By now, you may have heard about the Shea Moisture backlash regarding their advertising campaign which is trending on social media right now. If not, you can find the story here
It is very unfortunate that Shea Moisture, the pioneer of the natural hair care industry, has made the biggest marketing fail by undermining the natural hair community which has built their company with their products made for and about black women.
The brand was recently one of the first to push their hair care products onto the mainstream beauty aisles in national beauty retail outlets. Due to the high demands to appease mainstream, their marketing team has mis-communicated their entire branding message and purpose resulting in offending their primary customer base by slighting their customers with a newly released commercial that was quickly pulled off media channels.
Their poor judgment in misrepresenting their brand effectively will cost billions in revenue after backlash from customers that will no longer purchase their products. (Another company in the doghouse).
Shea Moisture really should have thought ahead about how their loyal customers would feel. Until companies understand their bottom line, they will continue to make ridiculous mistakes. This mishap simply could have been avoided by understanding the history of natural hair terminology and making a commercial targeted to women across all races and hair textures without bringing up major issues that only affect African-American women with the issues they deal with on a regular basis and by not minimizing the real struggles black women has faced for generations with wearing their natural hair texture
The whole natural hair movement started because black women couldn’t find the right products, had no knowledge, methods and proper maintenance on how to care for their unique hair textures. Now, the mainstream has coined the term “Natural hair” without understanding the terminology and past history by transforming the word to mean something completely different with no representation of a black woman (with at least an afro, twist out, lock or cornrow style) in the commercial.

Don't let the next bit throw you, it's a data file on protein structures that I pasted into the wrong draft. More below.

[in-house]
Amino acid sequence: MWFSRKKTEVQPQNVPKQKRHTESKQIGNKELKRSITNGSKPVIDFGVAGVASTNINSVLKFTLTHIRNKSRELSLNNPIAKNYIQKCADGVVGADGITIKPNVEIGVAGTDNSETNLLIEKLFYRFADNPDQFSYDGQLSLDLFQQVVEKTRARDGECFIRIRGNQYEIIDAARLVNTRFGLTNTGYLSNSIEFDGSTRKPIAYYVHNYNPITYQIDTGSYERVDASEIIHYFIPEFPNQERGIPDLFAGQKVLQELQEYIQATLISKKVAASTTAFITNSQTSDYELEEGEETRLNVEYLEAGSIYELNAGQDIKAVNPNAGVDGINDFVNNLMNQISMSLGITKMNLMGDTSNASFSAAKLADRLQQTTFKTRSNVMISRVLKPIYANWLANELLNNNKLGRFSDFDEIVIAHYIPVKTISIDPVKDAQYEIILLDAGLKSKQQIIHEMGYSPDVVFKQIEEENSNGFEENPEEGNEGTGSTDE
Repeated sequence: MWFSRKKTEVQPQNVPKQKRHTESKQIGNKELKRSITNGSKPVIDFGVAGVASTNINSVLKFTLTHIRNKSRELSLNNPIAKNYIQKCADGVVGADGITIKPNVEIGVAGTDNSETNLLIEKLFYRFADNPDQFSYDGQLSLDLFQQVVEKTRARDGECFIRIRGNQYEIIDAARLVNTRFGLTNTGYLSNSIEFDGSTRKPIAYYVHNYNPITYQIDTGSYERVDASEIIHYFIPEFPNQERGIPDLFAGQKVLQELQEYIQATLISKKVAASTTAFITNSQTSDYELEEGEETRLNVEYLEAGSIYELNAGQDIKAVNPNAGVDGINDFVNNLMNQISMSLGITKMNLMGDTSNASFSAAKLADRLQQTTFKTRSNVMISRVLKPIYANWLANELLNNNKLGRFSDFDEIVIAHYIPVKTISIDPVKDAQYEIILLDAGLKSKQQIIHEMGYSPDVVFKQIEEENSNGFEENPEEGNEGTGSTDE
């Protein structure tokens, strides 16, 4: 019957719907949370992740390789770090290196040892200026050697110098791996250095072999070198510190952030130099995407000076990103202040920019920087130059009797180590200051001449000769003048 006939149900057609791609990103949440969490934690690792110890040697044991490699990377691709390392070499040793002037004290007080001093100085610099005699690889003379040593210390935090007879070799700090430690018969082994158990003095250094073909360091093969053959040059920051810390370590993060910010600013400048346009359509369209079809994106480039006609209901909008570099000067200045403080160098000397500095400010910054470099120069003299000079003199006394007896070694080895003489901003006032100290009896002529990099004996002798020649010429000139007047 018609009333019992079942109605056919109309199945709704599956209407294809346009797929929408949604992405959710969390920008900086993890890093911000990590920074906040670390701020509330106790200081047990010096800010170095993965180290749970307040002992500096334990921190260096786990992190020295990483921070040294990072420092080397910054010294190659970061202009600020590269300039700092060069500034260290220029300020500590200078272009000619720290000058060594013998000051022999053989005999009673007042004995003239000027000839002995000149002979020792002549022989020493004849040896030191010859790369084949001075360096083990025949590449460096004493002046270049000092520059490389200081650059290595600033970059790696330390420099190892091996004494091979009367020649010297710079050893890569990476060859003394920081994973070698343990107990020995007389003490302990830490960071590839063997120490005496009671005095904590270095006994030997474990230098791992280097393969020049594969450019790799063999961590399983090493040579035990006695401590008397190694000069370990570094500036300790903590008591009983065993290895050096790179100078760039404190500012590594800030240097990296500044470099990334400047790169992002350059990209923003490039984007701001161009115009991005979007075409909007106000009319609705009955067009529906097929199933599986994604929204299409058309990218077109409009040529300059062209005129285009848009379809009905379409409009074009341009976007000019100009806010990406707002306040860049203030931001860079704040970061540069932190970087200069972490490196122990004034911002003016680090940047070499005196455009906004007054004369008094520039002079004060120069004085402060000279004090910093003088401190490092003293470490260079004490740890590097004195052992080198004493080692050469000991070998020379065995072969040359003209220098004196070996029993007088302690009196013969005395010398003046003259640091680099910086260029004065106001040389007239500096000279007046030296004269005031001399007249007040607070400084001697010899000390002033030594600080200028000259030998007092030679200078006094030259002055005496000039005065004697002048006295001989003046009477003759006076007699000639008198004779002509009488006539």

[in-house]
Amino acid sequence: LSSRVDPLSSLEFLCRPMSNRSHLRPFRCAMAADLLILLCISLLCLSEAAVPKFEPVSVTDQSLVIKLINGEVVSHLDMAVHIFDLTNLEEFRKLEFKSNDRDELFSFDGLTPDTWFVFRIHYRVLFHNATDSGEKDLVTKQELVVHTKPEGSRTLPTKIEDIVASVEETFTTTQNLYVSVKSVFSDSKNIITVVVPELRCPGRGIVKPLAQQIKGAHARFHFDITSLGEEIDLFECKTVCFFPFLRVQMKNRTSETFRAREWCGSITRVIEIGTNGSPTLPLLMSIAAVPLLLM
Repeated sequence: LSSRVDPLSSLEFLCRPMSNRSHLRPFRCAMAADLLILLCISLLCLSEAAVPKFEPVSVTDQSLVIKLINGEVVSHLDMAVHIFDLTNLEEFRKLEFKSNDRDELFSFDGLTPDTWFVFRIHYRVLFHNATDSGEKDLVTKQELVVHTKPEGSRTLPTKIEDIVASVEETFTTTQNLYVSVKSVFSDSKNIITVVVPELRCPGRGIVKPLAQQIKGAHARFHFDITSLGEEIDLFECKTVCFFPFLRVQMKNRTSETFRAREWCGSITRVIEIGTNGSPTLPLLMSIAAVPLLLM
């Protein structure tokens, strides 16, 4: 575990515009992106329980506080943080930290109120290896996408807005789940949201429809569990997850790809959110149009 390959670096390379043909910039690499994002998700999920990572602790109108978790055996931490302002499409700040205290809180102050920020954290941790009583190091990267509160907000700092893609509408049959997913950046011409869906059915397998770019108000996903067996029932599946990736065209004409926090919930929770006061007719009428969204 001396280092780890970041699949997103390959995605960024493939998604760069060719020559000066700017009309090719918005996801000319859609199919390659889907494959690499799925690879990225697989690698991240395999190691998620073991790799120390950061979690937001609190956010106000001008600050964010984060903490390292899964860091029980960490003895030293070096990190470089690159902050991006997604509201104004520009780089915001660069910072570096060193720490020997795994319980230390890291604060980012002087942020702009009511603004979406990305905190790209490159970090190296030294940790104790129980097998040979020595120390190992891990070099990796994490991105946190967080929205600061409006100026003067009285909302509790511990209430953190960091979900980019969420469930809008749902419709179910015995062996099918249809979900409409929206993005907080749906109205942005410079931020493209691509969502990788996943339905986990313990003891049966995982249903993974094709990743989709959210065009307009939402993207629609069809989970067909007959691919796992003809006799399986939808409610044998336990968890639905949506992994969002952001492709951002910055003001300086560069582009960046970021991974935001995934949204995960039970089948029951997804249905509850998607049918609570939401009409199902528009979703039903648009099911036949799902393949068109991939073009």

They have blurred lines and missed the whole purpose and reason for pushing their products onto the mainstream beauty aisle. The public relations message is off and they have confused their primary consumer. I’m not saying they have to use a black woman on every commercial if they decided to expand their brand but their messaging has to be on point.
They can’t blend black women hair problems with white or bi-racial women’s hair issues. They should have simply addressed problems that they face like split ends, thinning, dandruff, frizziness or limp tresses OR they could have just added a black woman in the commercial who had kinky, natural hair since that was the primary customer who built their brand. Understanding the consumer, proper terminology, and target market could have avoided such stupid mistakes.
The Lesson Learned: Never bite the hand who feeds you.
As customers, fans and supporters, quickly discontinue use of their products to find a substitute, which will not be hard to replace, many in the mainstream are probably scratching their heads wondering why the outrage and left with the question what they did wrong.
Until black women are properly represented and acknowledged in mainstream media, as well as understood how far and wide this issue goes, the best recourse is paying attention to the amount of buying power that lies in their pocketbooks. As the saying goes, money talks….
Over the years, this blog has provided extensive product reviews on Shea Moisture. I also found out that Shea Moisture also owns Nubian Heritage which was bought out. This is a double whammy.
Feel free to leave your comments below. Would love to hear what products you will substitute for the Shea Moisture brand or if you will stick with the brand despite their marketing flop.